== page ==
Descriptive Essay About My First Khamasin

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‘Khamasin’ was the word that stuck with me when my husband was describing the Egyptian climate a couple of years ago. At the time, we were having one of our many pre-departure discussions on all things Egyptian before our diplomatic posting to Egypt. I remember voraciously Googling the word ‘Khamasin’. It was described as the dry, hot, and sandy local wind that blow from the south towards North Africa and the Arabian Peninsula. The word itself is derived from the Arabic word for "fifty”, as these dry, sand-filled windstorms often blow sporadically over the course of 50 days. In Egypt, the khamasin usually arrive in April, but occasionally occur between March to May, carrying great quantities of sand and dust from the deserts at a speed up to 140 kilometers per hour, and a spike in temperatures up to 20 °C in two hours. I remember wondering to myself, “If this is what happens before summer, what exactly happens during summer time – it must be unbearable!”…show more content…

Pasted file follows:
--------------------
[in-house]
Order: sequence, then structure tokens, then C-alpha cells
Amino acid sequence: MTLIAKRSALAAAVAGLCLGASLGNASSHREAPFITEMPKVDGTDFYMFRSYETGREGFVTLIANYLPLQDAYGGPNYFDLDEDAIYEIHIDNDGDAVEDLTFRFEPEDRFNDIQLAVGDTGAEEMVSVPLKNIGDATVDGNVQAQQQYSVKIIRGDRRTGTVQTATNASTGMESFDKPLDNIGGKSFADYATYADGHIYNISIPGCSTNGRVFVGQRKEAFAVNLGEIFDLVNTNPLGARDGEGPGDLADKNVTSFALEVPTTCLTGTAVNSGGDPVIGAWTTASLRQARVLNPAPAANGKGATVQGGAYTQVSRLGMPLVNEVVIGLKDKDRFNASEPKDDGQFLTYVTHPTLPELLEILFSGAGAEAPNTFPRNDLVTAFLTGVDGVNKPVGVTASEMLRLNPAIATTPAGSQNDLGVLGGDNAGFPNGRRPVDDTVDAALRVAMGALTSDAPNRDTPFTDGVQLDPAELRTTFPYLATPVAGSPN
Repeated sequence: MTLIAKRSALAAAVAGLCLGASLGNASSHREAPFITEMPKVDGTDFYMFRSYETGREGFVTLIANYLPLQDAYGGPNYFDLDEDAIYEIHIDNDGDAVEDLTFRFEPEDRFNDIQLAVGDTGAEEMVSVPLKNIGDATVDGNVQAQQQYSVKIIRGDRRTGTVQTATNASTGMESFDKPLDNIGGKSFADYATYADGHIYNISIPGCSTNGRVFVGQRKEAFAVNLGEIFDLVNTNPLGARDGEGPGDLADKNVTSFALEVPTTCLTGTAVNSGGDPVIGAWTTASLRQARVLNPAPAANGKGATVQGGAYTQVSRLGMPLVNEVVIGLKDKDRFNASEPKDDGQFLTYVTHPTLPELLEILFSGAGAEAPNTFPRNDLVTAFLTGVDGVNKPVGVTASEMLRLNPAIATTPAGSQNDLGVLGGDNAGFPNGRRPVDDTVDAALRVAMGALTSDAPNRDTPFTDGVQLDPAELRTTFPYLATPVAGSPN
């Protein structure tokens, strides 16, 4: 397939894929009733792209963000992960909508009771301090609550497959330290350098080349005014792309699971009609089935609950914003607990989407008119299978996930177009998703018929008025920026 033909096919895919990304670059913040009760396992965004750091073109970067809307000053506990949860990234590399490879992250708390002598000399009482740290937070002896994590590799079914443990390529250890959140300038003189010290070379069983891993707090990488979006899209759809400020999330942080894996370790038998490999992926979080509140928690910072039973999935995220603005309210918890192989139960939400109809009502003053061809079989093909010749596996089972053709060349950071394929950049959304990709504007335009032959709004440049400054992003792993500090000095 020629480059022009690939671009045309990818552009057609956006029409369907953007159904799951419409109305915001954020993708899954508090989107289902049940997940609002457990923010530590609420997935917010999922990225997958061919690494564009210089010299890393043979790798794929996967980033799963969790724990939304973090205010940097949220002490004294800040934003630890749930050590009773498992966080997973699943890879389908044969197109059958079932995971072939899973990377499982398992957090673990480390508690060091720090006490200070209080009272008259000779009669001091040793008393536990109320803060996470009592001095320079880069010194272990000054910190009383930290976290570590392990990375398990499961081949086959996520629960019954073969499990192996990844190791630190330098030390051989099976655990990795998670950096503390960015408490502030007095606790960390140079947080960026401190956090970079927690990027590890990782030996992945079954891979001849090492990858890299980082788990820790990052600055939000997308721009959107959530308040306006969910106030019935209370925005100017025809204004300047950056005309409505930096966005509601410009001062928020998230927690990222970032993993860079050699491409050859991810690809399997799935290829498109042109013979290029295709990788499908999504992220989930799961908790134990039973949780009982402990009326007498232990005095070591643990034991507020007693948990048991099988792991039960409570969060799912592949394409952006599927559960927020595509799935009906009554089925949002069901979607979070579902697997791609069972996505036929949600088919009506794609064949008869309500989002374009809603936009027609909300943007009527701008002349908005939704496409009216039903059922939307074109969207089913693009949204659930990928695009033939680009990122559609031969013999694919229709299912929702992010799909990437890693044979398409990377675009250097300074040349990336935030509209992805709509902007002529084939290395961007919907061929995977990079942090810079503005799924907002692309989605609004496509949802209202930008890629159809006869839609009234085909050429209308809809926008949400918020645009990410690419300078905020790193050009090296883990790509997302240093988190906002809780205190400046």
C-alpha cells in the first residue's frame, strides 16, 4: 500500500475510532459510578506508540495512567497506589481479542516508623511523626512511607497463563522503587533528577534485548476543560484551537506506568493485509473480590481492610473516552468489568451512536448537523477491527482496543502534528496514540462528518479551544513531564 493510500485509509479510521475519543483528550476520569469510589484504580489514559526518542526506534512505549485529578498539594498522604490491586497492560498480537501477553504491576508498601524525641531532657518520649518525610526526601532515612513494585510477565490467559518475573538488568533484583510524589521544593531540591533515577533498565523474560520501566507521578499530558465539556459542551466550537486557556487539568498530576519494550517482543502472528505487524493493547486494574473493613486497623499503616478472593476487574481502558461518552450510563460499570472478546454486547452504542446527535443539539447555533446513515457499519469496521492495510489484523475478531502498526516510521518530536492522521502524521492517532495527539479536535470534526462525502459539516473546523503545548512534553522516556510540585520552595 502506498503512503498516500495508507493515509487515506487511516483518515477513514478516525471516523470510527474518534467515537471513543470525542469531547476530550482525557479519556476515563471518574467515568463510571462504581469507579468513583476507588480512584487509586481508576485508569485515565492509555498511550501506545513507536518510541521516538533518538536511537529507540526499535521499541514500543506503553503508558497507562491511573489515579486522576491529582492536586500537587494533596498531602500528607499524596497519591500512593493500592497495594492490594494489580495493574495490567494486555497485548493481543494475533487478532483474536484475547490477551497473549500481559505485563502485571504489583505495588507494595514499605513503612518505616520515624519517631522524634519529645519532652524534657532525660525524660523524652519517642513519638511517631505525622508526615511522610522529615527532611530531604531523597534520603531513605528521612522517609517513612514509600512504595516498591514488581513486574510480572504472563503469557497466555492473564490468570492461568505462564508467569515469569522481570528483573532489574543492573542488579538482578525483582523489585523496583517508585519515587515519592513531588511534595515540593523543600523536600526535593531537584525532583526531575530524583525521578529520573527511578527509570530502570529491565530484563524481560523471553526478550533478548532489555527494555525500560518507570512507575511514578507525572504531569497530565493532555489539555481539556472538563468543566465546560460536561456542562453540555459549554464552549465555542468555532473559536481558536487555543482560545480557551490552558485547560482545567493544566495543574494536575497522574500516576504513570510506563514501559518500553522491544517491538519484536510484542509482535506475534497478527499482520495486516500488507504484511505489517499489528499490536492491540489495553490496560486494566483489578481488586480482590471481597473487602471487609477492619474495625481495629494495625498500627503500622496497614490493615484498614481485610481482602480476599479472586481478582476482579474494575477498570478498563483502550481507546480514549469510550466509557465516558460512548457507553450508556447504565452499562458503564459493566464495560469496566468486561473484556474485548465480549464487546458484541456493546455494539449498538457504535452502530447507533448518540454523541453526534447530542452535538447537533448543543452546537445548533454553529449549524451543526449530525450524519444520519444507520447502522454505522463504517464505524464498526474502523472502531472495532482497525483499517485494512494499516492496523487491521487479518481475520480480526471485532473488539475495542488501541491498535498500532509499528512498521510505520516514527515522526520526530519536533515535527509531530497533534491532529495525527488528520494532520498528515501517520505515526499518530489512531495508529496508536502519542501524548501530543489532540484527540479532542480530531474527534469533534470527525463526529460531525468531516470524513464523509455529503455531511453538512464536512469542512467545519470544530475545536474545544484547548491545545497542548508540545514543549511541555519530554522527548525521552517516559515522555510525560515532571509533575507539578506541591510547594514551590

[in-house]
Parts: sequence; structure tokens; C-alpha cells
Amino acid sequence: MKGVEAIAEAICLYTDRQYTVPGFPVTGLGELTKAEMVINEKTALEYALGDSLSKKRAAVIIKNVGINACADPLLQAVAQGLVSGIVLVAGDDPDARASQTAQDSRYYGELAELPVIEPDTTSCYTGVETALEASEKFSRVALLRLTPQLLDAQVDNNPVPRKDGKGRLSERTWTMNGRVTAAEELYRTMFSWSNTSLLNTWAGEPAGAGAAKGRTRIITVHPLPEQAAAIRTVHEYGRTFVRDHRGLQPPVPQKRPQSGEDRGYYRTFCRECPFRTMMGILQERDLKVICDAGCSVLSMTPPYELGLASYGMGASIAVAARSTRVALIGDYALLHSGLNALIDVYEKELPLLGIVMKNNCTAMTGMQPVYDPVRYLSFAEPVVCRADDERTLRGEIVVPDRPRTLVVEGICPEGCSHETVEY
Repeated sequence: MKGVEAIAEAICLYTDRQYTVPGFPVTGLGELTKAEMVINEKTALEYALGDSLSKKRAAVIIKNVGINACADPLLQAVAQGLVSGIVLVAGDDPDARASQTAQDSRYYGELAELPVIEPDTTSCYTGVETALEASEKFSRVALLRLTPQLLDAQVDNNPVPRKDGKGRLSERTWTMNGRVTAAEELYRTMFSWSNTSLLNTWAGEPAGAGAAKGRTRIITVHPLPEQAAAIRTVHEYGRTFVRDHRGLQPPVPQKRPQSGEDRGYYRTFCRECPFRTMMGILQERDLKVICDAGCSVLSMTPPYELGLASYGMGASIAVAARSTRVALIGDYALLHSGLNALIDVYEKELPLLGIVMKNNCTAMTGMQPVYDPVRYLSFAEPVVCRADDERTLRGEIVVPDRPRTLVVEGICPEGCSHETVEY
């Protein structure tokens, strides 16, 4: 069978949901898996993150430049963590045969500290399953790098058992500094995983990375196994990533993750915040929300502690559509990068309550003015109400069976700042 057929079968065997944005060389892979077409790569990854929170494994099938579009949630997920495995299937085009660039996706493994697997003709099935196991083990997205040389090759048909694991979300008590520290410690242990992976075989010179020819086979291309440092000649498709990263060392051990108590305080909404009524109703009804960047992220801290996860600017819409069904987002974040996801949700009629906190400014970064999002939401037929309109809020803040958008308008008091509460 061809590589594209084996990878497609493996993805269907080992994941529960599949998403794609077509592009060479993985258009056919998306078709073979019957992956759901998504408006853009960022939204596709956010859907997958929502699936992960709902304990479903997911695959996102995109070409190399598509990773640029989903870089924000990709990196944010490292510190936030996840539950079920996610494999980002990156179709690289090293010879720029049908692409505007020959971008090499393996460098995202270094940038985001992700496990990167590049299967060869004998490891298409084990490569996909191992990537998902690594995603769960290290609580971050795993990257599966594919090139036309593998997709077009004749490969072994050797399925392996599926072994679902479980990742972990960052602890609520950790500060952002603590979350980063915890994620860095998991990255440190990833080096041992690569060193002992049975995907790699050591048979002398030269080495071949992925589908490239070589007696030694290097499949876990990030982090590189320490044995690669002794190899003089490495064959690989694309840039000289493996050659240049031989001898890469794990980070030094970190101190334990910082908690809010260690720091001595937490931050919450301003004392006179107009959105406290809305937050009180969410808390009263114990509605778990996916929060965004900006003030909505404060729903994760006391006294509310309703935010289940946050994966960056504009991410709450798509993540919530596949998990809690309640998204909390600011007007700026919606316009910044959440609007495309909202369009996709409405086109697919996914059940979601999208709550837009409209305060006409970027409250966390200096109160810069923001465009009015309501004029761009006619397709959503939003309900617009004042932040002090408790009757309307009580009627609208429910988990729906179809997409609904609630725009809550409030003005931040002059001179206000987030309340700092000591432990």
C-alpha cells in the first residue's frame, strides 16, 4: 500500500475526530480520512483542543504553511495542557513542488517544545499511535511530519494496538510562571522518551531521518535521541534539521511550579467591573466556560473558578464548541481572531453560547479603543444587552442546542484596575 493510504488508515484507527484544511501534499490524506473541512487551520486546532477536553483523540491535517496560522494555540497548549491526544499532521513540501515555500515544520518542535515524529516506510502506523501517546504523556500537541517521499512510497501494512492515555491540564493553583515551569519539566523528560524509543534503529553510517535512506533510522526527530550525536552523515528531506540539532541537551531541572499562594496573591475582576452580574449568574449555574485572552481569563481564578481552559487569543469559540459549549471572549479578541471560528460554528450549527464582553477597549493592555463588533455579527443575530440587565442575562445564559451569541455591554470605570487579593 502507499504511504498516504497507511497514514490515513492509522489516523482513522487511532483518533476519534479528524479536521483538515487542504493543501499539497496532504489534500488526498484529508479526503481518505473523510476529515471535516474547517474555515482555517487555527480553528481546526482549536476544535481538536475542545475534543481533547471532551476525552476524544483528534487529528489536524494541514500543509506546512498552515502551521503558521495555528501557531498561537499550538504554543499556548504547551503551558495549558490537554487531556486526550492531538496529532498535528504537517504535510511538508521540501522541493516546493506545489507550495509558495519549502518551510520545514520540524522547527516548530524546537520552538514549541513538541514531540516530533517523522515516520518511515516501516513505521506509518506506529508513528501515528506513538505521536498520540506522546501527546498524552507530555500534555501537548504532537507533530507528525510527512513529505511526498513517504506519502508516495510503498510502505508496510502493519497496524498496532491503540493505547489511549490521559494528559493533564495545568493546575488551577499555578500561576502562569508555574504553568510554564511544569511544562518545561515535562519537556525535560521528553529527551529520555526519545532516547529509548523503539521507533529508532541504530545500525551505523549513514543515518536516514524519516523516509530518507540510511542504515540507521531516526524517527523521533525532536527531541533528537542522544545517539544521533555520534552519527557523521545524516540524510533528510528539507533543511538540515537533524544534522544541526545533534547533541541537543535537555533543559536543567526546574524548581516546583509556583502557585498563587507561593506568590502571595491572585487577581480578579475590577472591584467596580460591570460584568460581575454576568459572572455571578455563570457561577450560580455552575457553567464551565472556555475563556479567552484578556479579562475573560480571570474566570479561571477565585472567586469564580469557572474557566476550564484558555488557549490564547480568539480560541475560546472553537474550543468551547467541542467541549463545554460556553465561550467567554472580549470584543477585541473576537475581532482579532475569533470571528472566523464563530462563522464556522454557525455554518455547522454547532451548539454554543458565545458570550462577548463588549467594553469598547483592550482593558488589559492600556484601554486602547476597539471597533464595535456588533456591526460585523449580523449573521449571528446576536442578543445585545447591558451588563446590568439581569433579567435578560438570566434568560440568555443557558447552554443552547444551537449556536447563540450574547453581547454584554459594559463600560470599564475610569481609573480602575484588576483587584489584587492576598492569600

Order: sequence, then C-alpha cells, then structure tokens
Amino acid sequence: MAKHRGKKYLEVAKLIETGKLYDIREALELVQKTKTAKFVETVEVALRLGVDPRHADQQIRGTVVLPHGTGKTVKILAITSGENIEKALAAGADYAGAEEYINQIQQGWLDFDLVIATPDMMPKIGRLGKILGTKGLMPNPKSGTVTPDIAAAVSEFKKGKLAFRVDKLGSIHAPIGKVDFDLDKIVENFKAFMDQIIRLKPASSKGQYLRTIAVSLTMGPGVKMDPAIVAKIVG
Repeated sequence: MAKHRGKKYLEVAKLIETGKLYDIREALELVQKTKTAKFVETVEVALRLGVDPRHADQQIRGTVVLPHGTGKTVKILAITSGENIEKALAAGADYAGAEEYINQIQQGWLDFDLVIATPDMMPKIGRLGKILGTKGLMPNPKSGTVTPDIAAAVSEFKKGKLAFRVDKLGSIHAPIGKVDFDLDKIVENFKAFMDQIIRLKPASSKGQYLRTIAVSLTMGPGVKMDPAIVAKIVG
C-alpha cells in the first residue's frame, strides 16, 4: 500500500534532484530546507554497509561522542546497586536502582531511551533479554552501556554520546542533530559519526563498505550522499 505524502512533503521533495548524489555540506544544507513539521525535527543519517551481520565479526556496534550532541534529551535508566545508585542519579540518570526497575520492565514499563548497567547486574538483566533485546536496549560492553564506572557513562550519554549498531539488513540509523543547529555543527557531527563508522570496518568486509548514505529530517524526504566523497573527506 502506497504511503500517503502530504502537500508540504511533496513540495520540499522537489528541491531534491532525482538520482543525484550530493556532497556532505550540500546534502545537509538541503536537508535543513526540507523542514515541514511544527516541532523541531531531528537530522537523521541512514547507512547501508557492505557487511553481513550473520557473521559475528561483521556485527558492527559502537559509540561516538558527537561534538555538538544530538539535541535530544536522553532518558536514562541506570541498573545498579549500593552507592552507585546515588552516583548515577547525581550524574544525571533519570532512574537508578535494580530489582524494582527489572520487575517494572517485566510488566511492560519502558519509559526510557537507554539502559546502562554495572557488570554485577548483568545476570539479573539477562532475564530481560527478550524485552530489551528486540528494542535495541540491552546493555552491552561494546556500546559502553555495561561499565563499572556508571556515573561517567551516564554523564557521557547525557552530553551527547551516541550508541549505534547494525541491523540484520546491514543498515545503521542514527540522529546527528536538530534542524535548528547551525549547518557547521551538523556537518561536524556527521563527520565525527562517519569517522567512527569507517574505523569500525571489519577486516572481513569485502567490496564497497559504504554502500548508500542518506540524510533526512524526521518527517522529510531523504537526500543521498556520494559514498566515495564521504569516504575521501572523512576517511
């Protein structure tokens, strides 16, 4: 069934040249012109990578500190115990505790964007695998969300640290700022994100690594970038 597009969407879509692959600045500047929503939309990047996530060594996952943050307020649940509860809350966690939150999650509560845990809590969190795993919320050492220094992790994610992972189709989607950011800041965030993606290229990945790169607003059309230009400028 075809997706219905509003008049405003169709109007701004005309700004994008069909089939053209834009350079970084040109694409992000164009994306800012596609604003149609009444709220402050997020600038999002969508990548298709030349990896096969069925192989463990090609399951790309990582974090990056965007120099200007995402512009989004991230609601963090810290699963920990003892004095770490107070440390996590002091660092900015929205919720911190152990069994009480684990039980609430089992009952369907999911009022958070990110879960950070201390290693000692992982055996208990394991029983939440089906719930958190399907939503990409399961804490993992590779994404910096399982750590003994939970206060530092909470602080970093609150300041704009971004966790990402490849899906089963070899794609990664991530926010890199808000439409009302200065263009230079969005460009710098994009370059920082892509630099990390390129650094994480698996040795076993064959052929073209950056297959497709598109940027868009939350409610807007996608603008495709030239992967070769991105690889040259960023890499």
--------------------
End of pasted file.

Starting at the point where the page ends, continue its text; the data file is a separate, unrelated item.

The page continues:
I must say it hasn’t been as unbearable as I thought to tell you the truth. Coming from Canberra, Australia, I did miss experiencing and enjoying all the four seasons and the clean, crisp air but with time, I have gotten used to Egyptian weather. I experienced my first Khamasin last year, with its rapid sandstorms and really fine sand particles descending on my pristine washing, hanging outside on the verandah. In fact, the fine dust was everywhere; the whole city was covered with a thin brown veil. You couldn’t really open up the windows and the sunlight was very dim, as if filtering through a thick suspended layer of sand up high in the sky. It was a surreal and strange experience, like an apocalyptic event, no sunlight for days and sand particles filling the sky and every space – even in the nooks and corners of your ears and nostrils. I found it difficult to breathe, sneezing and coughing non-stop for days with no relief in
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